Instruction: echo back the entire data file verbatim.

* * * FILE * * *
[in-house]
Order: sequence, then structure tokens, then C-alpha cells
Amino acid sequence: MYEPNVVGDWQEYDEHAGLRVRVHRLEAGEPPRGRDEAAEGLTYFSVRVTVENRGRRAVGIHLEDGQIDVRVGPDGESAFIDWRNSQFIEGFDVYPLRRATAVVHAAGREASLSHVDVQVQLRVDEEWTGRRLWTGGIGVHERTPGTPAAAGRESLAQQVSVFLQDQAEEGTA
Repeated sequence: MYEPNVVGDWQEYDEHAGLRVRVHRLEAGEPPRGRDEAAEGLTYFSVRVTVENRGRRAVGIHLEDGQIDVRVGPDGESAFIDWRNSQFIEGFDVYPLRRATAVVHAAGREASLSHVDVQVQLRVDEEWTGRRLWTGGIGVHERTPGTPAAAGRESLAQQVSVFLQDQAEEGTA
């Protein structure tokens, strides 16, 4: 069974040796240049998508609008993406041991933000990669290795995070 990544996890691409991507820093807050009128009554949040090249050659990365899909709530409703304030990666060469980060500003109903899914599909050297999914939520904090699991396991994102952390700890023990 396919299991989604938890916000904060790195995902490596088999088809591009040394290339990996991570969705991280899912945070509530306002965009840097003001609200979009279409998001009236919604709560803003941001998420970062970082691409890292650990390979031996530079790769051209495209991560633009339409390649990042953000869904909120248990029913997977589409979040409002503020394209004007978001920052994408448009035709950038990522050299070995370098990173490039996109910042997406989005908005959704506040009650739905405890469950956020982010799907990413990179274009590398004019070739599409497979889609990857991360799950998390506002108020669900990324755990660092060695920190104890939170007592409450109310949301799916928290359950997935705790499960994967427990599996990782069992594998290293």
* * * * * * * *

[in-house]
Order: sequence, then structure tokens, then C-alpha cells
Amino acid sequence: MYEPNVVGDWQEYDEHAGLRVRVHRLEAGEPPRGRDEAAEGLTYFSVRVTVENRGRRAVGIHLEDGQIDVRVGPDGESAFIDWRNSQFIEGFDVYPLRRATAVVHAAGREASLSHVDVQVQLRVDEEWTGRRLWTGGIGVHERTPGTPAAAGRESLAQQVSVFLQDQAEEGTA
Repeated sequence: MYEPNVVGDWQEYDEHAGLRVRVHRLEAGEPPRGRDEAAEGLTYFSVRVTVENRGRRAVGIHLEDGQIDVRVGPDGESAFIDWRNSQFIEGFDVYPLRRATAVVHAAGREASLSHVDVQVQLRVDEEWTGRRLWTGGIGVHERTPGTPAAAGRESLAQQVSVFLQDQAEEGTA
């Protein structure tokens, strides 16, 4: 069974040796240049998508609008993406041991933000990669290795995070 990544996890691409991507820093807050009128009554949040090249050659990365899909709530409703304030990666060469980060500003109903899914599909050297999914939520904090699991396991994102952390700890023990 396919299991989604938890916000904060790195995902490596088999088809591009040394290339990996991570969705991280899912945070509530306002965009840097003001609200979009279409998001009236919604709560803003941001998420970062970082691409890292650990390979031996530079790769051209495209991560633009339409390649990042953000869904909120248990029913997977589409979040409002503020394209004007978001920052994408448009035709950038990522050299070995370098990173490039996109910042997406989005908005959704506040009650739905405890469950956020982010799907990413990179274009590398004019070739599409497979889609990857991360799950998390506002108020669900990324755990660092060695920190104890939170007592409450109310949301799916928290359950997935705790499960994967427990599996990782069992594998290293």